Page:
Financial advisors may have an underserved niche to tap into. Caregivers as a group spend around $190 billion annually on out-of-pocket, care-related costs, and 66% of them feel they could use some financial advice, according to a new study cited by ThinkAdvisor.
Ninety-two percent of caregivers say they also act as financial caregivers, according to a Merrill Lynch study of 2,200 respondents, including 2,010 caregivers, cited by the publication. And no wonder: 88% of care recipients don’t manage their finances independently after two years of getting care, the study found. Caregivers handle a multitude of financial tasks for those they care for: 65% help with paying bills, 53% monitor bank accounts, 47% deal with insurance claims, 41% file taxes and 21% oversee investments, Merrill Lynch found, according to ThinkAdvisor. And paying for medical, household and personal needs costs caregivers an average of $7,000 per year, according to the study.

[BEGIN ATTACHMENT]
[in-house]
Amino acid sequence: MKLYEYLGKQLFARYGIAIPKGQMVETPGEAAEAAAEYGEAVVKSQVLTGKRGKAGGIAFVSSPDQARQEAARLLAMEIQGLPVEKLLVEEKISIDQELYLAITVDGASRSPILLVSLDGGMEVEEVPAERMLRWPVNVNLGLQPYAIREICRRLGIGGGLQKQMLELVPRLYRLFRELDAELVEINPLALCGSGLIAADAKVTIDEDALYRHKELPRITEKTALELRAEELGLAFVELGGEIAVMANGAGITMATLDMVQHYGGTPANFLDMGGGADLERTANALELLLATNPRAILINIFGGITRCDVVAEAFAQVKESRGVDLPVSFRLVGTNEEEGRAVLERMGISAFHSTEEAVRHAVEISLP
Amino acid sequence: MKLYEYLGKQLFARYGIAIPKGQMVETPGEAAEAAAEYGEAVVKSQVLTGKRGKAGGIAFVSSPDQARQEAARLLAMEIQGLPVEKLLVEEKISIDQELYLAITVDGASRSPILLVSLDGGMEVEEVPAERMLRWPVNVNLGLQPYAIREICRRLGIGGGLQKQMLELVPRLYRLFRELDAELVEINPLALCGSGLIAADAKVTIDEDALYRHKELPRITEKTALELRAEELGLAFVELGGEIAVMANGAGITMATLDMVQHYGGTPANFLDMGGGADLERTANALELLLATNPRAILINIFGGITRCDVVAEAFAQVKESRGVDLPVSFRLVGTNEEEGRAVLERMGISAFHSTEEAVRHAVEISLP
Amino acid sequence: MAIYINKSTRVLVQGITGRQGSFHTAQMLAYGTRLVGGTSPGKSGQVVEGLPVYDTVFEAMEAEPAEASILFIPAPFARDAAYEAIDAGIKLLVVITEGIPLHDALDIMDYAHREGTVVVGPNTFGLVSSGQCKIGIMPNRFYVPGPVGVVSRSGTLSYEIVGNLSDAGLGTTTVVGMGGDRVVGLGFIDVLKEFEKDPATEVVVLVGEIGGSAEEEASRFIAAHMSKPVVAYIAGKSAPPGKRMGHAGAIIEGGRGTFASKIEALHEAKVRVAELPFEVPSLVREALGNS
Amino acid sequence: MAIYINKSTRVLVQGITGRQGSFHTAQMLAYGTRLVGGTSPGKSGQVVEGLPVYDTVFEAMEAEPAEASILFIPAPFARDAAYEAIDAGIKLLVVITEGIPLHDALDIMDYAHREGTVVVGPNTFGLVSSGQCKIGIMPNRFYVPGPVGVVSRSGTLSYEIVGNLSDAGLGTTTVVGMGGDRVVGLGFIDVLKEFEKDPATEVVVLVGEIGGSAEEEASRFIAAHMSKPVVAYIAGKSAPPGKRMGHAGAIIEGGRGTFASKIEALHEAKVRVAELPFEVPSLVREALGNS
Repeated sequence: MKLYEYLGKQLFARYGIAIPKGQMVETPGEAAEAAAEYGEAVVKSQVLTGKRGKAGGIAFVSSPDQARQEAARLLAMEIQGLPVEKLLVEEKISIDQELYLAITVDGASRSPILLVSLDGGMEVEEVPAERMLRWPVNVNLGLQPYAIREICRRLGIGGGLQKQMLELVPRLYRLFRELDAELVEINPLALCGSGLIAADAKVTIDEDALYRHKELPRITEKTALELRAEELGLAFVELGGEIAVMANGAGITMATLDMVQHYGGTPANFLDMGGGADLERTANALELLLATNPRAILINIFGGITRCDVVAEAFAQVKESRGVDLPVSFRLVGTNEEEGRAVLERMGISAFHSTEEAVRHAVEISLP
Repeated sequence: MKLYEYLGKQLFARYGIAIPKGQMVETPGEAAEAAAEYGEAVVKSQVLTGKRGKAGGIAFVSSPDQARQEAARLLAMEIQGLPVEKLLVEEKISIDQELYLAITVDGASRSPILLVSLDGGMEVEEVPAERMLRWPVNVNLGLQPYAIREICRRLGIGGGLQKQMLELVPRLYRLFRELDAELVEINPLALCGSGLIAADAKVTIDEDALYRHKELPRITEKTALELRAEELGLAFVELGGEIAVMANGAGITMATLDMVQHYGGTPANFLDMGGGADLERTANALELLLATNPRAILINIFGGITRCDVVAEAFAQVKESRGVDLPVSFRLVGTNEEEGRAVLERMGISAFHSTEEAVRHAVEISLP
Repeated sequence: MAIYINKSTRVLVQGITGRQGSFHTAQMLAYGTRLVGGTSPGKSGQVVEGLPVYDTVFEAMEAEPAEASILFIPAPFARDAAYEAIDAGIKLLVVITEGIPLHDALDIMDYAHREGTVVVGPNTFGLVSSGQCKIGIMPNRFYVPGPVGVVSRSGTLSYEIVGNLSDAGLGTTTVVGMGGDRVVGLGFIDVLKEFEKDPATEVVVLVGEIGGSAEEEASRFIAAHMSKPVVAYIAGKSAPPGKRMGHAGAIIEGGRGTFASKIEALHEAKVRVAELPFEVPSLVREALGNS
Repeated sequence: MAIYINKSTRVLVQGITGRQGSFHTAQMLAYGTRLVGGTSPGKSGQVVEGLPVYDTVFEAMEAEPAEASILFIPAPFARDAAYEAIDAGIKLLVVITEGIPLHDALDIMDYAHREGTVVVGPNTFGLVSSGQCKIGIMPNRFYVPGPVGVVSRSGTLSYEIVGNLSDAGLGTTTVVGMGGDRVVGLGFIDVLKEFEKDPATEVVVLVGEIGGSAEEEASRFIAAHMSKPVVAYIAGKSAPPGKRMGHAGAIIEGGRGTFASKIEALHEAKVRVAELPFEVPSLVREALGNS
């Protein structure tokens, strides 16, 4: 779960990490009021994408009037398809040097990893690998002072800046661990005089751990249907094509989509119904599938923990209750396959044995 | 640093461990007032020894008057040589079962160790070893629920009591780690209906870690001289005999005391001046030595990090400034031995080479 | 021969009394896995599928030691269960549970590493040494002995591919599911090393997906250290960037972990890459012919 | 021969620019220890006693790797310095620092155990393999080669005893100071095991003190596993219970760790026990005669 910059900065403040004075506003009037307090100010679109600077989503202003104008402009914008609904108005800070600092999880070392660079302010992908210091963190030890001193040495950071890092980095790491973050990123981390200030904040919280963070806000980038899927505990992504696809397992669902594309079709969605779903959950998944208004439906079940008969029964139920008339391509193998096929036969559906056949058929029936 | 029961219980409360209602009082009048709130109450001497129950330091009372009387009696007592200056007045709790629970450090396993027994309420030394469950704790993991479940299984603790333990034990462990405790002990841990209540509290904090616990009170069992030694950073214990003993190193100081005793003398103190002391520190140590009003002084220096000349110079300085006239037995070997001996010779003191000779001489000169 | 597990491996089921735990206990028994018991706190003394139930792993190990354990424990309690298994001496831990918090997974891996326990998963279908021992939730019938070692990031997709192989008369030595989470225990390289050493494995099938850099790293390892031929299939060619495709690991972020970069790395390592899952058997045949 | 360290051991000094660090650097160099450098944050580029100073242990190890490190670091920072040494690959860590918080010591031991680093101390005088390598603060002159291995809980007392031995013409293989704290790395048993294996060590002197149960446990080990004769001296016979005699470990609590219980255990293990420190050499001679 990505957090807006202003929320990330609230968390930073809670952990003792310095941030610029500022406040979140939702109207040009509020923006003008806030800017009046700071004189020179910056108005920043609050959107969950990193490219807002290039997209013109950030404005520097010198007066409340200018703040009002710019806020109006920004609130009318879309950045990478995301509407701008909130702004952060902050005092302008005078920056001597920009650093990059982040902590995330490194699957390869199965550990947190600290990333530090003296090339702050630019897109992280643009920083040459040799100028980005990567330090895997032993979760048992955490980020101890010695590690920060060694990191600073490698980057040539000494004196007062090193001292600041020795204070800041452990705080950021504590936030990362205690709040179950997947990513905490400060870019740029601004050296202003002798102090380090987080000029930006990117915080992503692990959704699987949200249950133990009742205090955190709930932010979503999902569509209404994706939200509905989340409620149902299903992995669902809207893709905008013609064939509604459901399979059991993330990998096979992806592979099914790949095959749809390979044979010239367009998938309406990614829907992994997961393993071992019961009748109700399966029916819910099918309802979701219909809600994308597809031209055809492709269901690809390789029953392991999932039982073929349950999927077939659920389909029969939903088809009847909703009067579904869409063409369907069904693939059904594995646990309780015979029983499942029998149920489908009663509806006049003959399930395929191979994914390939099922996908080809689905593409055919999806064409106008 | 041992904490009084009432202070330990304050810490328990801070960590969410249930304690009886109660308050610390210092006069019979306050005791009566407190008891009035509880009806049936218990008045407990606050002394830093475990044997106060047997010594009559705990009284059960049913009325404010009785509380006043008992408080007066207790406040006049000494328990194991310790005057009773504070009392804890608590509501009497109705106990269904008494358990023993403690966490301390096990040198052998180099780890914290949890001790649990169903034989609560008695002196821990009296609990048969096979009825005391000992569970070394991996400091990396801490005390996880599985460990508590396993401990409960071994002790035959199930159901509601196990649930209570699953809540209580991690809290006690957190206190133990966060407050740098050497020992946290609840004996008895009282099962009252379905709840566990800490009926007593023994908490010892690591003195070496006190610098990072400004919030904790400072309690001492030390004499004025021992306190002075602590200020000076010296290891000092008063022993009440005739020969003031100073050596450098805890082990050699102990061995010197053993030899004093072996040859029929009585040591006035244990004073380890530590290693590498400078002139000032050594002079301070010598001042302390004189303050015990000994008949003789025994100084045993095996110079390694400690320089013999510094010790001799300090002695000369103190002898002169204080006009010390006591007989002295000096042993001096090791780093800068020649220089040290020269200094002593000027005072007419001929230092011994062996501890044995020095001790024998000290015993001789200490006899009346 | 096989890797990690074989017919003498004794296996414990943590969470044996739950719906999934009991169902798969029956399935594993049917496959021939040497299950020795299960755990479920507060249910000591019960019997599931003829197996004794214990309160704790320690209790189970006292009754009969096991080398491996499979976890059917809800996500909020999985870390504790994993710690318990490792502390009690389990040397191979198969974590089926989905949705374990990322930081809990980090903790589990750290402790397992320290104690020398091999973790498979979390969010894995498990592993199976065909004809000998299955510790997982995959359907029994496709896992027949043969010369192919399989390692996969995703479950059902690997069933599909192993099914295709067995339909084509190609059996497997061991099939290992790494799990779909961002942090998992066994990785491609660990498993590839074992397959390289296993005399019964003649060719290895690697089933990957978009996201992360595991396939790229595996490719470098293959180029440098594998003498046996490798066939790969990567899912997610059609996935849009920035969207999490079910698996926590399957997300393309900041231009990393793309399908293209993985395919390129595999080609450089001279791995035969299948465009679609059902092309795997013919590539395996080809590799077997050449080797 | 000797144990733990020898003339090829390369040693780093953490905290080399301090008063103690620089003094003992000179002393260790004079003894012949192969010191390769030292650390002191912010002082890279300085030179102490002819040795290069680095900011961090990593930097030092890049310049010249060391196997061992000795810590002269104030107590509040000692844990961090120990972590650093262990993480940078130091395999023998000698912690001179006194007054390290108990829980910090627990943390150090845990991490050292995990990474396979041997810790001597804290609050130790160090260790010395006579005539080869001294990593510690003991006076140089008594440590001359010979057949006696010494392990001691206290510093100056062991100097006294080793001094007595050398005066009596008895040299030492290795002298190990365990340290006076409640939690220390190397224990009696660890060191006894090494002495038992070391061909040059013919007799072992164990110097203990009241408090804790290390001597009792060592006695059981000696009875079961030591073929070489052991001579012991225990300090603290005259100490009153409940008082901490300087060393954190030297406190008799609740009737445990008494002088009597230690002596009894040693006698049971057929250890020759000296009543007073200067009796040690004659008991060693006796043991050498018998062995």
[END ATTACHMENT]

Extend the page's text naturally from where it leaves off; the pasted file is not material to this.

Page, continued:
Caregivers helping people with dementia spend 54% more than the average, while those caring for a spouse spend 68% more than the average, Merrill Lynch found, according to ThinkAdvisor. Caring from a distance costs 71% more than the average, according to the study.
Yet despite the high costs, 75% of financial caregivers have not discussed the financial implications of caregiving, Merrill Lynch found, according to ThinkAdvisor.
“While some caregivers may feel compelled to contribute financially, not knowing how much they’ve spent makes it difficult to plan and can have ripple effects throughout their lives,” the report says, according to the publication.